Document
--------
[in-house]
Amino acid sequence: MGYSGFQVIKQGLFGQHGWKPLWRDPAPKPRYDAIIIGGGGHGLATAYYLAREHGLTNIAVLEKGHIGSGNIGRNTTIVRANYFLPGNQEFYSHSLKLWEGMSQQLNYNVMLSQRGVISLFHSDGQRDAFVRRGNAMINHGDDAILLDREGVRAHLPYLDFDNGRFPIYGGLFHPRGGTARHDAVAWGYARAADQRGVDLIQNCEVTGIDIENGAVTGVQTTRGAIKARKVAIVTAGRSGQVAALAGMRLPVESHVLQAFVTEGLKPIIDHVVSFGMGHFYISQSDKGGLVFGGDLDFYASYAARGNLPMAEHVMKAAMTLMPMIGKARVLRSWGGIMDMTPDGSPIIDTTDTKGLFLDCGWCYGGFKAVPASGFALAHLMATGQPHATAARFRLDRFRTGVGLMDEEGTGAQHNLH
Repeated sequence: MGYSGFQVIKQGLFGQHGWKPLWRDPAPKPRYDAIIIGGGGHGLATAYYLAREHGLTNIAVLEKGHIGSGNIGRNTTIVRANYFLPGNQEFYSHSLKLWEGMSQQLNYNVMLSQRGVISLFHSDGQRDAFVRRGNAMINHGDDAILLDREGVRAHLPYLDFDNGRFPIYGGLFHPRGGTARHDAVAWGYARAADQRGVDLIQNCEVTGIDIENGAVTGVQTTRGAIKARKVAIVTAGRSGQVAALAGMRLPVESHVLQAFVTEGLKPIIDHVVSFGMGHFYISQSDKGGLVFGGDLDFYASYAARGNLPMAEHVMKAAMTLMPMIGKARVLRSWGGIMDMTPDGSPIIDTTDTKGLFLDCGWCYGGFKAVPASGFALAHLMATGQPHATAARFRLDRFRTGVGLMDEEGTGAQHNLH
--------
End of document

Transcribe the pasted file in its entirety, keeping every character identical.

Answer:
[in-house]
Amino acid sequence: MGYSGFQVIKQGLFGQHGWKPLWRDPAPKPRYDAIIIGGGGHGLATAYYLAREHGLTNIAVLEKGHIGSGNIGRNTTIVRANYFLPGNQEFYSHSLKLWEGMSQQLNYNVMLSQRGVISLFHSDGQRDAFVRRGNAMINHGDDAILLDREGVRAHLPYLDFDNGRFPIYGGLFHPRGGTARHDAVAWGYARAADQRGVDLIQNCEVTGIDIENGAVTGVQTTRGAIKARKVAIVTAGRSGQVAALAGMRLPVESHVLQAFVTEGLKPIIDHVVSFGMGHFYISQSDKGGLVFGGDLDFYASYAARGNLPMAEHVMKAAMTLMPMIGKARVLRSWGGIMDMTPDGSPIIDTTDTKGLFLDCGWCYGGFKAVPASGFALAHLMATGQPHATAARFRLDRFRTGVGLMDEEGTGAQHNLH
Repeated sequence: MGYSGFQVIKQGLFGQHGWKPLWRDPAPKPRYDAIIIGGGGHGLATAYYLAREHGLTNIAVLEKGHIGSGNIGRNTTIVRANYFLPGNQEFYSHSLKLWEGMSQQLNYNVMLSQRGVISLFHSDGQRDAFVRRGNAMINHGDDAILLDREGVRAHLPYLDFDNGRFPIYGGLFHPRGGTARHDAVAWGYARAADQRGVDLIQNCEVTGIDIENGAVTGVQTTRGAIKARKVAIVTAGRSGQVAALAGMRLPVESHVLQAFVTEGLKPIIDHVVSFGMGHFYISQSDKGGLVFGGDLDFYASYAARGNLPMAEHVMKAAMTLMPMIGKARVLRSWGGIMDMTPDGSPIIDTTDTKGLFLDCGWCYGGFKAVPASGFALAHLMATGQPHATAARFRLDRFRTGVGLMDEEGTGAQHNLH